The president is also accused of further militarizing the country with the creation of the National Guard, a military-style police force. While the National Guard has been deployed by AMLO in operations against organized crime, it has also been heavily criticized by human rights organizations for its use against migrants, especially on Mexico’s southern border.

Other controversies centre on ambitious infrastructure projects, including the cancelation of a partially-built $13bn airport to be replaced by a different, new airport near Mexico City; and plans for an $8bn oil refinery in Dos Bocas, which critics say is economically unviable and environmentally destructive.

Also under fire are plans for the Train Maya railway project through the Yucatan peninsula, and the Interoceanic or Transístmico megaproject which aims to link the Atlantic and Pacific oceans by a high-speed rail link and continuous industrial zones in the states of Oaxaca and Veracruz.

Critics say both projects will irreversibly damage ecosystems, lead to exploitation of resources by Mexican and multinational companies, and especially harm indigenous communities.

In Mexico City, FRENA hopes to provide an oppositional voice to AMLO, though its camp remains modest: an organizer told VICE News that on an average day there are 680 tents and 980 protestors filling half of the Zócalo square.

“It’s a movement which is peaceful, non-violent, but which is very firm in what we want. It’s nonnegotiable: señor, resign! Everything is worse than it was before”, Gilberto Lozano, businessman and FRENA’s founder told VICE News, predicting that FRENA could maintain the camp in Mexico city for between three to four years.

FRENA has so far received messages of support from ex-presidents Vicente Fox and Calderón, both of whom were members of the conservative PAN.

Calderón remains a contentious figure in Mexico, particularly for his decision in 2007 to launch a militarized crackdown on drug trafficking organizations; the so-called ‘war on drugs’ which he admitted at the time is “unwinnable”. 

The crackdown launched by Calderón’s and continued by his predecessor Enrique Peña Nieto, has seen at least 275,000 people killed, at least 61,000 people forcibly disappeared and an estimated 345,000 people internally displaced.

This year, after two years under AMLO, the country is on track to see its most violent yet.

“He thinks kisses and hugs are the way to get away from criminality”, said protestor Claudia Prevost, an English-language teacher from Celaya in the state of Guanajuato, referring to AMLO’s public policy of ‘hugs not bullets’ as a way to confront violence in the country.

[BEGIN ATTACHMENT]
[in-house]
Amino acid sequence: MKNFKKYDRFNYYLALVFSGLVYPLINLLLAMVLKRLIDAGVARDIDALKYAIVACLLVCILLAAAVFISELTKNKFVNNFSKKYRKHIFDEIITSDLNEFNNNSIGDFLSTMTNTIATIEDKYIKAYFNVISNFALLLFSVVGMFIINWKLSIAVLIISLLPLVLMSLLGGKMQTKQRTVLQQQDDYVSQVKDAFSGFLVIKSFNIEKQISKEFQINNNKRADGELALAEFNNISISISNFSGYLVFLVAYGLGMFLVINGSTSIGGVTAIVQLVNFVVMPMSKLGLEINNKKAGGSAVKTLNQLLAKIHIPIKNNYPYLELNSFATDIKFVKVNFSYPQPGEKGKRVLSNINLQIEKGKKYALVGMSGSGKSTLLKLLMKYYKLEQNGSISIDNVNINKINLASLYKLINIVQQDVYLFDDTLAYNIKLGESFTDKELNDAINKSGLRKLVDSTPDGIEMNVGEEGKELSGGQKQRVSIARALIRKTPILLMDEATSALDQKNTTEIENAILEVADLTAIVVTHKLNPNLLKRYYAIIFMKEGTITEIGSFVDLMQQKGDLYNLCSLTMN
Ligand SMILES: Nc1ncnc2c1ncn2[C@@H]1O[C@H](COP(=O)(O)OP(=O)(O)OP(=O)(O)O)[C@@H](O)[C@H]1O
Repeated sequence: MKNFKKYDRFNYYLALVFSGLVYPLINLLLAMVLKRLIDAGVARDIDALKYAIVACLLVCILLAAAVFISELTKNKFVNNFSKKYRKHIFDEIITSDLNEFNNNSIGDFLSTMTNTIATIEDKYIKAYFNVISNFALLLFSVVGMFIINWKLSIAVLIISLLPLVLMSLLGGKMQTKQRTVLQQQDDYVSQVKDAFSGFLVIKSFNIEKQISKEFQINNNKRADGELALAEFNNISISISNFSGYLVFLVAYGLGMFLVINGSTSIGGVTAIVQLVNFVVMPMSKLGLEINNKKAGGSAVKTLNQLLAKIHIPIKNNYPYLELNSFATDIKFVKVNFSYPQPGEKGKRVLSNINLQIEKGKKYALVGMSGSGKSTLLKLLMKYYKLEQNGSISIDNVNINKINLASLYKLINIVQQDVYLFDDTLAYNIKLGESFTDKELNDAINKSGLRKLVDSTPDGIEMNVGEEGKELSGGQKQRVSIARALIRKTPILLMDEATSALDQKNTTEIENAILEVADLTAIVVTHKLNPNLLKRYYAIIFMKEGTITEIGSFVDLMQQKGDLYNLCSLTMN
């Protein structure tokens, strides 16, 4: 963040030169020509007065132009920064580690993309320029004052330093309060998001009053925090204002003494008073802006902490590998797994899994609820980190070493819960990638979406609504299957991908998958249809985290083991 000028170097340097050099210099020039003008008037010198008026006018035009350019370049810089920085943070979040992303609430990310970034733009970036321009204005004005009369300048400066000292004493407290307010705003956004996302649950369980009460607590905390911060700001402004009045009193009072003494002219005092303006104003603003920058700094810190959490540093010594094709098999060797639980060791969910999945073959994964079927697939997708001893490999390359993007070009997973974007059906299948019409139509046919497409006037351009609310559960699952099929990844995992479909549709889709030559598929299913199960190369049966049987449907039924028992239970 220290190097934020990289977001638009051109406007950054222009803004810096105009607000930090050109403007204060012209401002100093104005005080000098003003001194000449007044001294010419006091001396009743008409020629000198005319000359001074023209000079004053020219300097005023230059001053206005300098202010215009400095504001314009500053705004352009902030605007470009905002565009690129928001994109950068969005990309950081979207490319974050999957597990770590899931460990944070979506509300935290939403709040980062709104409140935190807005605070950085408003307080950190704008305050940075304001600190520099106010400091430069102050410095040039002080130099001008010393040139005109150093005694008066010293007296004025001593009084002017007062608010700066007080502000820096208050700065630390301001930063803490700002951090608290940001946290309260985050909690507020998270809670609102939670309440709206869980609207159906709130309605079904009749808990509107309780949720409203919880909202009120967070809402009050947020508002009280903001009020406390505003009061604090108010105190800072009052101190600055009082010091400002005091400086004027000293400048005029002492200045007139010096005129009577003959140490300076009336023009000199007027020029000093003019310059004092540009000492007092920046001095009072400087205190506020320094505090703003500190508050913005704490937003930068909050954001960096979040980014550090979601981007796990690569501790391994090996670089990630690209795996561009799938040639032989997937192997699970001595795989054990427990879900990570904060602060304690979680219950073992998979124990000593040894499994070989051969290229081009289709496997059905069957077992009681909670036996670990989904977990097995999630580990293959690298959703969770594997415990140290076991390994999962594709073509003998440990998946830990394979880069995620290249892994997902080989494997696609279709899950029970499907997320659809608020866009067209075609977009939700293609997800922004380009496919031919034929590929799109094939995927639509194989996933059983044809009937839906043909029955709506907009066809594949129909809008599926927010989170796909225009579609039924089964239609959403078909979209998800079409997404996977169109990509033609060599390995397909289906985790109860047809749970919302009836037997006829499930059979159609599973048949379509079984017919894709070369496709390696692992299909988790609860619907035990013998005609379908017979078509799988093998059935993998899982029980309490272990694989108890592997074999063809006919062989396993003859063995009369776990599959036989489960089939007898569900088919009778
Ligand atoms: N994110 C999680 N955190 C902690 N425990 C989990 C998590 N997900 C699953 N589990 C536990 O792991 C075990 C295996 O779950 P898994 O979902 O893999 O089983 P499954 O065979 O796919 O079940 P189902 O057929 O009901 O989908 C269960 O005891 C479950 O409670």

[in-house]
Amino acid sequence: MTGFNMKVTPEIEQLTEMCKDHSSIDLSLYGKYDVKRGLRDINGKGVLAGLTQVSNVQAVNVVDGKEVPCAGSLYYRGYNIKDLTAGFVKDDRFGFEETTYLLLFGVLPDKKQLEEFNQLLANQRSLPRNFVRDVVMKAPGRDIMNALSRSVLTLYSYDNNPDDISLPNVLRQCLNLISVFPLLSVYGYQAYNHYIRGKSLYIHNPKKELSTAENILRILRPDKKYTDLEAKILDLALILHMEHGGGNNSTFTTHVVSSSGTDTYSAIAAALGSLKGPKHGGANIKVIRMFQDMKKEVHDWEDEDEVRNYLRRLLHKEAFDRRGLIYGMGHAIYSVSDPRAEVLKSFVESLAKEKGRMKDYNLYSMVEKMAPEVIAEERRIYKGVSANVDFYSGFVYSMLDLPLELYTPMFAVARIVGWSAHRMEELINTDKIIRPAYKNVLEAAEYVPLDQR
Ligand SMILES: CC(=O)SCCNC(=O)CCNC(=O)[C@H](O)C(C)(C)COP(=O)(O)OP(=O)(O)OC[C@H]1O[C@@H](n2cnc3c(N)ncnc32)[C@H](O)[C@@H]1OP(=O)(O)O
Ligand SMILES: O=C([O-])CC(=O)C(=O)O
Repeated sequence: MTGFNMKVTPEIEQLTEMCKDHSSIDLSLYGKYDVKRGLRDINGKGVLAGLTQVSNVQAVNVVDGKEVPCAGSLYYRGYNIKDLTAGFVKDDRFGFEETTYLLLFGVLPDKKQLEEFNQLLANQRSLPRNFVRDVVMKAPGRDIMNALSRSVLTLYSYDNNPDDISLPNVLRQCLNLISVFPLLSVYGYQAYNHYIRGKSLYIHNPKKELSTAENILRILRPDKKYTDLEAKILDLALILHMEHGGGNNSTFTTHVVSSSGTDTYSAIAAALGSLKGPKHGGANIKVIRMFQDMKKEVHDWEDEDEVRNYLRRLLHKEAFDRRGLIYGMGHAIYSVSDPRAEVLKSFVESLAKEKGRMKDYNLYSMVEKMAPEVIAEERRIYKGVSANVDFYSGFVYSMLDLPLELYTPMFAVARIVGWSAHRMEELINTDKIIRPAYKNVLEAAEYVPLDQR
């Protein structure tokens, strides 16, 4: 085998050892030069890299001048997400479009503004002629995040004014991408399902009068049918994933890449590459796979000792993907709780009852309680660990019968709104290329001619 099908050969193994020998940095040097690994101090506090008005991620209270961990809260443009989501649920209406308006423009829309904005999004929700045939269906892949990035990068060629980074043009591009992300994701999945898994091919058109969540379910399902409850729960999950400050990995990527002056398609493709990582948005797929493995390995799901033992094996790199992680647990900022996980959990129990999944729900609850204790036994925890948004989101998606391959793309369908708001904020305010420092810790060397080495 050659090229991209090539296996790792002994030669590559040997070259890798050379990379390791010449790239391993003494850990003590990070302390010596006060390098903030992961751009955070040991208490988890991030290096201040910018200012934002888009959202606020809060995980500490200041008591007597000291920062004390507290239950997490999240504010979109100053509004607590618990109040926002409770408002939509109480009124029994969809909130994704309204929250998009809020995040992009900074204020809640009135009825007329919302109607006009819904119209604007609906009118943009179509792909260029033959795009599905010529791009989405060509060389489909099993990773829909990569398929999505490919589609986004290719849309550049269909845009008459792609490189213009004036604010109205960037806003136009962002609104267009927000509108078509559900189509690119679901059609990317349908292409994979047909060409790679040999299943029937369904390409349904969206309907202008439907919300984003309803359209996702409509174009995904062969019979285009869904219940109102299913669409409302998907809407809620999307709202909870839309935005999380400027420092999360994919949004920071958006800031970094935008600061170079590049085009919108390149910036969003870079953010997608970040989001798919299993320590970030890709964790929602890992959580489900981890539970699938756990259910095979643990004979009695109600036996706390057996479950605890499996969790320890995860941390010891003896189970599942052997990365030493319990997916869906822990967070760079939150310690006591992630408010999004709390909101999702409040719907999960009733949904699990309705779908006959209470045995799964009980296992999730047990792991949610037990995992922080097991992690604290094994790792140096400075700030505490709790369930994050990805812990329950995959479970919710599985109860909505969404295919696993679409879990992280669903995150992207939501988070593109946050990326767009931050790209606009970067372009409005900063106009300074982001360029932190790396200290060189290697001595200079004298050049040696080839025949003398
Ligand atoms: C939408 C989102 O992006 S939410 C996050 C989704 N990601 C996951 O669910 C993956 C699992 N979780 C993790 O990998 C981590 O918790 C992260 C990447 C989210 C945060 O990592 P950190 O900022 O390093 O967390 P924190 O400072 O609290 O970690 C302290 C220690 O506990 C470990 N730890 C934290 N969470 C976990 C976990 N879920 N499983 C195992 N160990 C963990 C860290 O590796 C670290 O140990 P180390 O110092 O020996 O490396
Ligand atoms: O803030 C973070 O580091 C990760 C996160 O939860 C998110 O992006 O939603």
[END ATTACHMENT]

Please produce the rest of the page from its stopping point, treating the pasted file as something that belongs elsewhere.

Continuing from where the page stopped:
Soaring levels of homicides tied to organized crime and the drug trade are combined with an epidemic of femicides that continues to see women murdered with impunity, which has led to violent protests across the country.

But there is little common ground between FRENA’s social conservatism and many of the feminist groups who regularly protest.

Despite denials of being religiously conservative, public displays of Catholicism were prominent in FRENA’s camp, with dozens of people kneeling and praying at regular intervals, sometimes in Latin, as well as literature distributed which pleaded for divine intervention to stop ‘Judeo-Masonic’ and communist plots. 

Many analysts also argue the president is in fact much closer to FRENA’s social conservatism than either would publicly admit.

"The president is deeply conservative, even if he calls others conservatives. It seems to be simply a way of trying to categorize others as the ‘rival’”, Ánimas said.

While it remains to be seen if FRENA can extend its influence into wider Mexican society, Belaunzarán argues that AMLO caused its rise.

“[AMLO’s] logic of confrontation, of social polarization, has created his nemesis. FRENA is kind of a mirror of the president and his discourse, in which practically all the traits he has are replicated on the opposite side,” the ex-politician said. 

Regardless of the similarities between AMLO and Mexico’s conservatives, it is unlikely the president will opt for a conciliatory approach to their criticisms.

Cover: President of Mexico Andres Manuel Lopez Obrador speaks during a press conference at the National Palace in late September. The president is facing more pushback from conservative groups, who object to his handling of the COVID-19 crises, insecurity and the economy. Credit: Hector Vivas/Getty Images.